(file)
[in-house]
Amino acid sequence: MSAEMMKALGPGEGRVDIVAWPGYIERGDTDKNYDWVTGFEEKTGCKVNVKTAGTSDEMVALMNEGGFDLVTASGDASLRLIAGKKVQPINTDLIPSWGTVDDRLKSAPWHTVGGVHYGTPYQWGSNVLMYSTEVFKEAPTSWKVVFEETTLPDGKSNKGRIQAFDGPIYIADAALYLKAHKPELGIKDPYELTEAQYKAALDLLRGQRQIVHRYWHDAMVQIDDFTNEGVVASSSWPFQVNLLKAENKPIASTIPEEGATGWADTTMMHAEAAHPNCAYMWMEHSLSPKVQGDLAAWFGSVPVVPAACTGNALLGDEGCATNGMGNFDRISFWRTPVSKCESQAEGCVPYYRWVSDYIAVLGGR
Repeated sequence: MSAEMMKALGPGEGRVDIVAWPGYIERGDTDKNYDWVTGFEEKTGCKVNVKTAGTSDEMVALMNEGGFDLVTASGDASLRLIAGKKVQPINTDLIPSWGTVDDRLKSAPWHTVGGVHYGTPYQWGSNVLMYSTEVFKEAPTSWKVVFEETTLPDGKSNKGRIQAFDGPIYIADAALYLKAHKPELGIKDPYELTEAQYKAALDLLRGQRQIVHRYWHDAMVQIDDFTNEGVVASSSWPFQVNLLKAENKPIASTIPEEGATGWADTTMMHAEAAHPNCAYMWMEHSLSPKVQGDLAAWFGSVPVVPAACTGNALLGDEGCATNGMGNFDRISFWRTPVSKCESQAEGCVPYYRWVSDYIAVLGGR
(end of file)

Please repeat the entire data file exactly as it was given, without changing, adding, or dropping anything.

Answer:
[in-house]
Amino acid sequence: MSAEMMKALGPGEGRVDIVAWPGYIERGDTDKNYDWVTGFEEKTGCKVNVKTAGTSDEMVALMNEGGFDLVTASGDASLRLIAGKKVQPINTDLIPSWGTVDDRLKSAPWHTVGGVHYGTPYQWGSNVLMYSTEVFKEAPTSWKVVFEETTLPDGKSNKGRIQAFDGPIYIADAALYLKAHKPELGIKDPYELTEAQYKAALDLLRGQRQIVHRYWHDAMVQIDDFTNEGVVASSSWPFQVNLLKAENKPIASTIPEEGATGWADTTMMHAEAAHPNCAYMWMEHSLSPKVQGDLAAWFGSVPVVPAACTGNALLGDEGCATNGMGNFDRISFWRTPVSKCESQAEGCVPYYRWVSDYIAVLGGR
Repeated sequence: MSAEMMKALGPGEGRVDIVAWPGYIERGDTDKNYDWVTGFEEKTGCKVNVKTAGTSDEMVALMNEGGFDLVTASGDASLRLIAGKKVQPINTDLIPSWGTVDDRLKSAPWHTVGGVHYGTPYQWGSNVLMYSTEVFKEAPTSWKVVFEETTLPDGKSNKGRIQAFDGPIYIADAALYLKAHKPELGIKDPYELTEAQYKAALDLLRGQRQIVHRYWHDAMVQIDDFTNEGVVASSSWPFQVNLLKAENKPIASTIPEEGATGWADTTMMHAEAAHPNCAYMWMEHSLSPKVQGDLAAWFGSVPVVPAACTGNALLGDEGCATNGMGNFDRISFWRTPVSKCESQAEGCVPYYRWVSDYIAVLGGR